Every patient who is tested, diagnosed with prostate cancer and successfully treated with no adverse effects (or at least, with minimal adverse effects that do not significantly impact his satisfaction with the outcome of treatment) almost inevitably becomes an “advocate” for prostate cancer screening. I am not saying that patients are being “recruited.” I am saying that there is a self-fulfilling prophecy at work. “Effectively treated” is defined in the mind of the individual patient … So long as one hasn’t had a recurrence and one’s side effects are acceptable, I would assume the patient thinks he has been effectively treated — whether he needed that treatment or not.

    Some 15 years ago, on the original Prostate Cancer InfoLink and on PPML, I and a small number of others who would raise the potential benefits of watchful waiting, would be ridiculed and abused by patients who had been screened, diagnosed, and treated to their satisfaction because it was (wrongly) assumed that if you didn’t get treated your prostate cancer would kill you.

    The material on the InfoLink was (I hope) fair and balanced. I try very hard to make it so, but I am far from perfect. This is me expressing my entirely personal opinion. I hope you think I am entitled to one.

    The two questions that I believe the prostate cancer community has failed to address in a really serious manner for 20 years are, “Who really needs a diagnosis for prostate cancer?” and “Who really needs aggressive treatment that comes with serious risks for debilitating side effects?” I am not saying that we have made no attempt to address these questions. I am simply saying that by comparison with the huge sums of money that have been poured into the new forms of therapy, the amounts of money that have gone into highly structured attempts to analyze risk and come up with better tests have been minimal.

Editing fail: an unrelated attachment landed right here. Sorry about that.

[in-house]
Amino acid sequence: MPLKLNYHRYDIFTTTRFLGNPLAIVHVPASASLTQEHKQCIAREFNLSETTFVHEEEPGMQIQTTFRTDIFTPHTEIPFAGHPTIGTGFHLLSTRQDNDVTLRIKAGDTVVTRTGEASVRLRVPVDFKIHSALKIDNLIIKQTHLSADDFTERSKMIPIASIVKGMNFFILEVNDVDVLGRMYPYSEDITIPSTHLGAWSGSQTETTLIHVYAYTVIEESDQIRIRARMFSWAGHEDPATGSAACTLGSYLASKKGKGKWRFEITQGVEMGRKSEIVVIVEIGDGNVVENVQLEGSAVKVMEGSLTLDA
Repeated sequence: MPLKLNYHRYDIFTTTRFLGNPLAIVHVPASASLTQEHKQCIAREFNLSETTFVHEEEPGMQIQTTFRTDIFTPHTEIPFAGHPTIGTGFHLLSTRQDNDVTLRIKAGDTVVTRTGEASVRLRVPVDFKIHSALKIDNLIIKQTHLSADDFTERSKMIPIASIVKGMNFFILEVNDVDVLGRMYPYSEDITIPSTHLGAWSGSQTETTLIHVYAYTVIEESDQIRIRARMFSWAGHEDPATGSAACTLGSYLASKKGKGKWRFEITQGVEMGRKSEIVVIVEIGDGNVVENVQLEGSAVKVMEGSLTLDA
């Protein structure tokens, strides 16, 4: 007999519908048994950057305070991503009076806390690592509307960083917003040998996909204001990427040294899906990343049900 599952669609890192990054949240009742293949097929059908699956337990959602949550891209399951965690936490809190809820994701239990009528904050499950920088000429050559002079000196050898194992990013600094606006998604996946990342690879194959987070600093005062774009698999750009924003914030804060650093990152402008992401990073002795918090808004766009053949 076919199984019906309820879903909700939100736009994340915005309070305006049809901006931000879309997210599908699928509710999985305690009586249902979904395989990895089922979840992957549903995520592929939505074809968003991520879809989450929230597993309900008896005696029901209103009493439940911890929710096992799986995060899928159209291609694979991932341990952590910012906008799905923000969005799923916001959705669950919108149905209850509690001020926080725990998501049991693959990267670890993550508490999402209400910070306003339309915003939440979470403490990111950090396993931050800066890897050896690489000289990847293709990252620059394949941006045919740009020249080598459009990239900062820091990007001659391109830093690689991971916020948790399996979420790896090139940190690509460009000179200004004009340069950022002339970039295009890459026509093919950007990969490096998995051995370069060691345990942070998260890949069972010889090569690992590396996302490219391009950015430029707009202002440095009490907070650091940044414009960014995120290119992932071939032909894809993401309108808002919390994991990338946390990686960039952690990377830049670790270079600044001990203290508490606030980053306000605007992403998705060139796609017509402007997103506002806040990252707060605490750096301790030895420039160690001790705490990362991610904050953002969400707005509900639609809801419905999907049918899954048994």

I hold two completely contradictory positions. I believe that every man has the right to know his risk for prostate cancer and make the best personal decision he can about what to do about it. At the same time, I hold the contradictory opinion that a large (if indeterminate) percentage of the men who actually go and get aggressive therapy might have been better off if they never had. I would like to think we could resolve this contradiction.

    Lastly, let me say that I have never “hidden” this opinion. I must have discussed it with hundreds of different people over the years — from a recent president at the AUA who is a good friend of mine and who I have known for nearly 20 years down to men I met briefly at social events.

  9. Thanks, Mike.

  10. I can’t help but wonder what the 20,000+ men in this country who die from prostate cancer each year would recommend to others about mass screening.

  11. Dear Ken:

    I cannot speak for the dead, but what I can tell you is that a joint statement is going to be released by many of America’s prostate cancer advocacy, education, and support organizations early on Monday. We will be posting this statement on the web site at 9 a.m. that morning.